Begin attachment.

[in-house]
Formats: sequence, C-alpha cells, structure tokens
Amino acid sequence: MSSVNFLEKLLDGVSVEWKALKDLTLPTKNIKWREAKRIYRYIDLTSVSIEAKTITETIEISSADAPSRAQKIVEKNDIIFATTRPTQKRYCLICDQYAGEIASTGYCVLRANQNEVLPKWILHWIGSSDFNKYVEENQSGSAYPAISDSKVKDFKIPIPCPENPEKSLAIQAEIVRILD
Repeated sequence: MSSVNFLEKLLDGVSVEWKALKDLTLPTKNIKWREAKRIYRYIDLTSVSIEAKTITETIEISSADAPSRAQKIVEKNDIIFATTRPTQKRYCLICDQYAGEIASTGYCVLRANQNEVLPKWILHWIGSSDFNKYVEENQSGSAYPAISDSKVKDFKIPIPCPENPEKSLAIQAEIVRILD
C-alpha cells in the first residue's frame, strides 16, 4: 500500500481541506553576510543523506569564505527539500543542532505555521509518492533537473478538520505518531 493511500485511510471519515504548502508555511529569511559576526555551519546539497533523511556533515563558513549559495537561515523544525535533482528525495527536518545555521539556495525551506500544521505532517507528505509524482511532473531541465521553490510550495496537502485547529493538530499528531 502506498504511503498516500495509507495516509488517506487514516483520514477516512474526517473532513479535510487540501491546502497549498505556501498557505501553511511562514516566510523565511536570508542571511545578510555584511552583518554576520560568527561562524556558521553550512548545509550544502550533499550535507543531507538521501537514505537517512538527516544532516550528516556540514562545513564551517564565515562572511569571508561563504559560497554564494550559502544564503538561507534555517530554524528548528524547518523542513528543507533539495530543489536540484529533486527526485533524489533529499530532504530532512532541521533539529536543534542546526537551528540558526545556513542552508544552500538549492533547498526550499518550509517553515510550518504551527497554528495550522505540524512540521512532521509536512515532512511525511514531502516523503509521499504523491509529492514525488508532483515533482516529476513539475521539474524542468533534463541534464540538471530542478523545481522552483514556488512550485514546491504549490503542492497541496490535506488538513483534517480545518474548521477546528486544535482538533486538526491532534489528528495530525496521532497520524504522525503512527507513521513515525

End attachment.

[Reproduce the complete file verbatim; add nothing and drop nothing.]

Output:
[in-house]
Formats: sequence, C-alpha cells, structure tokens
Amino acid sequence: MSSVNFLEKLLDGVSVEWKALKDLTLPTKNIKWREAKRIYRYIDLTSVSIEAKTITETIEISSADAPSRAQKIVEKNDIIFATTRPTQKRYCLICDQYAGEIASTGYCVLRANQNEVLPKWILHWIGSSDFNKYVEENQSGSAYPAISDSKVKDFKIPIPCPENPEKSLAIQAEIVRILD
Repeated sequence: MSSVNFLEKLLDGVSVEWKALKDLTLPTKNIKWREAKRIYRYIDLTSVSIEAKTITETIEISSADAPSRAQKIVEKNDIIFATTRPTQKRYCLICDQYAGEIASTGYCVLRANQNEVLPKWILHWIGSSDFNKYVEENQSGSAYPAISDSKVKDFKIPIPCPENPEKSLAIQAEIVRILD
C-alpha cells in the first residue's frame, strides 16, 4: 500500500481541506553576510543523506569564505527539500543542532505555521509518492533537473478538520505518531 493511500485511510471519515504548502508555511529569511559576526555551519546539497533523511556533515563558513549559495537561515523544525535533482528525495527536518545555521539556495525551506500544521505532517507528505509524482511532473531541465521553490510550495496537502485547529493538530499528531 502506498504511503498516500495509507495516509488517506487514516483520514477516512474526517473532513479535510487540501491546502497549498505556501498557505501553511511562514516566510523565511536570508542571511545578510555584511552583518554576520560568527561562524556558521553550512548545509550544502550533499550535507543531507538521501537514505537517512538527516544532516550528516556540514562545513564551517564565515562572511569571508561563504559560497554564494550559502544564503538561507534555517530554524528548528524547518523542513528543507533539495530543489536540484529533486527526485533524489533529499530532504530532512532541521533539529536543534542546526537551528540558526545556513542552508544552500538549492533547498526550499518550509517553515510550518504551527497554528495550522505540524512540521512532521509536512515532512511525511514531502516523503509521499504523491509529492514525488508532483515533482516529476513539475521539474524542468533534463541534464540538471530542478523545481522552483514556488512550485514546491504549490503542492497541496490535506488538513483534517480545518474548521477546528486544535482538533486538526491532534489528528495530525496521532497520524504522525503512527507513521513515525